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Drogheda Independent - 16-12-05
Incinerator health study is vital – senior scientist
By Angela McCormick

A STUDY into the health effects of the proposed incinerator at Duleek is vital, a senior scientist working in public health said this week.

Dr Anthony Staines, an expert in epidemiology from UCD said such studies were required in Europe and essential here. He claims the health impact assessments done so far on proposed plant are ‘wholly inadequate.’

Local TD for East Meath Shane McEntee said the fact that proper studies haven’t been done proves ‘the Government couldn’t care less about the people of East Meath.’

Dr Anthony Staines, an expert in the causes of disease and the sustaining of health in humans, said the environmental impact statement for the Carrenstown project ‘was not remotely adequate.’

‘There is very little about the health effects on humans and what there is, is very superficial. The human population deserves to be treated at least as well as the animal and plant life in the area,’ he said.

Dr Staines was speaking at public debate organised by the Meath Community Forum in Drogheda’s, Boyne Valley Hotel. The meeting was called to discuss the Waste Management Strategy for the North East.

Fine Gael TD Shane McEntee said the incinerator was ‘a potential time bomb.’

‘We don’t know what long-term health impact it will have on local people, animals or agriculture,’

If the incinerator is built and health studies haven’t been carried out, there will be no point in years to come wondering why we have problems in public health or agricultural,’ he added.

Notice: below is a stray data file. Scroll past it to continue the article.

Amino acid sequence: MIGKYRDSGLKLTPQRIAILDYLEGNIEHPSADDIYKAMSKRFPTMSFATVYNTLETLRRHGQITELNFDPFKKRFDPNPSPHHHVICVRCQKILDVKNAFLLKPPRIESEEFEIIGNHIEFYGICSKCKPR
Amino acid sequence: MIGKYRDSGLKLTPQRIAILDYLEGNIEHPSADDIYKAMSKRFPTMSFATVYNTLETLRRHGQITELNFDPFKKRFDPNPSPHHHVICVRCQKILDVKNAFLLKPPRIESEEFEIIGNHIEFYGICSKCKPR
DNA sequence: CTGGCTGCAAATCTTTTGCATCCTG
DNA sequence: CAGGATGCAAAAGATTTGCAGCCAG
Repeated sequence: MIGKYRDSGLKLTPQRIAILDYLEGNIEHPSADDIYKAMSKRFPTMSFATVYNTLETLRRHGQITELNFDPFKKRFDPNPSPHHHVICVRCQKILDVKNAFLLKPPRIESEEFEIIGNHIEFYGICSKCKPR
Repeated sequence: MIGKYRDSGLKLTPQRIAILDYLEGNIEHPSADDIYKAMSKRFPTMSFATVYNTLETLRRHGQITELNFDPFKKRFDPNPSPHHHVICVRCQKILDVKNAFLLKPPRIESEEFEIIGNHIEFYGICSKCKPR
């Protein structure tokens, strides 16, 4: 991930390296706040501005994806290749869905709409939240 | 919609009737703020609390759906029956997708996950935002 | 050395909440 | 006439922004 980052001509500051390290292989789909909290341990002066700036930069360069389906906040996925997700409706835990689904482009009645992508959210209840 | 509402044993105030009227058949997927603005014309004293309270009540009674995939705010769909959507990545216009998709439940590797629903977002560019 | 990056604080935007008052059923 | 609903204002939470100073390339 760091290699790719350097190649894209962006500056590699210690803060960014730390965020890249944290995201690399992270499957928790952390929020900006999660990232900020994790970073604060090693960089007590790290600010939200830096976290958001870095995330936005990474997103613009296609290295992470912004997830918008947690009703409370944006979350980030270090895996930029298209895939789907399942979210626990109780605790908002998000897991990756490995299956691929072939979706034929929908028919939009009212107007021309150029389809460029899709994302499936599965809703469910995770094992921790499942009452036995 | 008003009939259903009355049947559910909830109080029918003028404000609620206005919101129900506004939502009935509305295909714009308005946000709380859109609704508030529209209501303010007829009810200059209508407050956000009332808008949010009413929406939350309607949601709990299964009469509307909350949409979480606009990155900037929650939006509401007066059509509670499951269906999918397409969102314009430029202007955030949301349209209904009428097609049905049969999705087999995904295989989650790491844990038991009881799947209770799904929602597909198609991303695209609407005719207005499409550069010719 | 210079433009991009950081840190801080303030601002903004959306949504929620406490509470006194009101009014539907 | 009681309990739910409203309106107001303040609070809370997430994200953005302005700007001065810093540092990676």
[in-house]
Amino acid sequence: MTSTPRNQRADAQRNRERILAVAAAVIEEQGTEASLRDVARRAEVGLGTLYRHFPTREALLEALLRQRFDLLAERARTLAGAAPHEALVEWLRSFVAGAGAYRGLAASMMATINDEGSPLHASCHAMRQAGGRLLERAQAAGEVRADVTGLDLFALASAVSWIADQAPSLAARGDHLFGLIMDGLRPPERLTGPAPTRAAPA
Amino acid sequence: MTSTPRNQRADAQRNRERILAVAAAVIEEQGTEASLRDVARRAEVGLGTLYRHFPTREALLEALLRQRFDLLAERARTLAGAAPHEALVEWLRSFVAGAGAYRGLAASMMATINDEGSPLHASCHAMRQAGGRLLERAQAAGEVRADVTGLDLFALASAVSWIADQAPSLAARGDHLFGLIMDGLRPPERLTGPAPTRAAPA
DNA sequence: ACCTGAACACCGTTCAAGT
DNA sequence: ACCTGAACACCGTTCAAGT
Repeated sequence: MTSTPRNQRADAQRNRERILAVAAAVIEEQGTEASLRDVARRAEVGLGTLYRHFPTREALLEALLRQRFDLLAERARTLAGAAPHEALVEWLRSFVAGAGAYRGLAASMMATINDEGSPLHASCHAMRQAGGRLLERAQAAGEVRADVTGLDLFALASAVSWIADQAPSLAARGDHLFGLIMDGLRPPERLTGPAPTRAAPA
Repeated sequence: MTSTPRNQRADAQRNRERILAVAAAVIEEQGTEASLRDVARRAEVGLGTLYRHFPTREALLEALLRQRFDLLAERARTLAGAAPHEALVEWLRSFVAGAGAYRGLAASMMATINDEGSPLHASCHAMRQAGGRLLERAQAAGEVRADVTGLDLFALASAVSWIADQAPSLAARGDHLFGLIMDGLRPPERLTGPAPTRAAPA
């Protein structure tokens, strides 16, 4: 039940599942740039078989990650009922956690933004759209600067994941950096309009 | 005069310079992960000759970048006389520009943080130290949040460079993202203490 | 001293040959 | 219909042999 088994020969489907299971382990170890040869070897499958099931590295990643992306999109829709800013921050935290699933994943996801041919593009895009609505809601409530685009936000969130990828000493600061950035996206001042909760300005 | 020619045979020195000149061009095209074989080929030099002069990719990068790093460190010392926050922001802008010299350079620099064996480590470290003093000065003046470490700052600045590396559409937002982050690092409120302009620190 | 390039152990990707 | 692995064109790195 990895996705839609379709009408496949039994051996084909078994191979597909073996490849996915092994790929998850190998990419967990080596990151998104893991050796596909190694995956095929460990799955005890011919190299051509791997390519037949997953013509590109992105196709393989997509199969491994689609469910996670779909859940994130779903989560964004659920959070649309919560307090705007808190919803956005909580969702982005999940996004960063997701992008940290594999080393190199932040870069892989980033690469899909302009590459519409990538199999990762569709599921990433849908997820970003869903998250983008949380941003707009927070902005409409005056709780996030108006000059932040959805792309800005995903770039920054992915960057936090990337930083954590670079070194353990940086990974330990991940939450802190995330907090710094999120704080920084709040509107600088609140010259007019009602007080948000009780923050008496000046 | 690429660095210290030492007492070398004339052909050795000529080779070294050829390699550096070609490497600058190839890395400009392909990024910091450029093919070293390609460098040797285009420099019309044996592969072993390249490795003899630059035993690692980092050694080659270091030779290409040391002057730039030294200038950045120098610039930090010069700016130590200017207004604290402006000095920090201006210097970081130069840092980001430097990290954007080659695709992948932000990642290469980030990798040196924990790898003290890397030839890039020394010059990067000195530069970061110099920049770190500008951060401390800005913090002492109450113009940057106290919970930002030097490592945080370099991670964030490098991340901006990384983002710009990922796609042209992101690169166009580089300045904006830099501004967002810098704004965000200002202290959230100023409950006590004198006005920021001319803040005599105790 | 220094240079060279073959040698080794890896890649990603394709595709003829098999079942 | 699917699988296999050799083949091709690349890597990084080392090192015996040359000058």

Dr Staines said that by doing a ‘base line health study’ changes could be made to the plant’s design to reduce the potential hazards. ‘The people who will operate this plant need to have this information,’ he stressed.

Shane McEntee said Ireland hadn’t got the necessary native expertise to monitor incinerators or their potential hazards.

Speaking about the forthcoming waste management strategy for the North East local councillor

Dominic Hannigan said the recycling option was not being fully explored or exploited.

‘By 2010, 14pc of waste expenditure will be spent to recycle 40pc of waste materials. Galway is currently achieving recycling rates of 60pc. If we seriously put our minds to recycling this incinerator would not be needed. the problem is the lack of political will,’ said Cllr Hannigan.

A spokeswoman for Indaver Ireland, the company who will operate the proposed incinerator at Duleek, said the facility must comply with the EU Waste Framework Directive and the Waste Incineration Directive.

‘Both directives take into account advice from the World Health Organisation and the International Agency for Research on Cancer, experts in the protection of public health.’


She added that the Environmental Impact Assessment carried out as part of the planning process for the incinerator in has considered possible impacts on public health and the environment.


     

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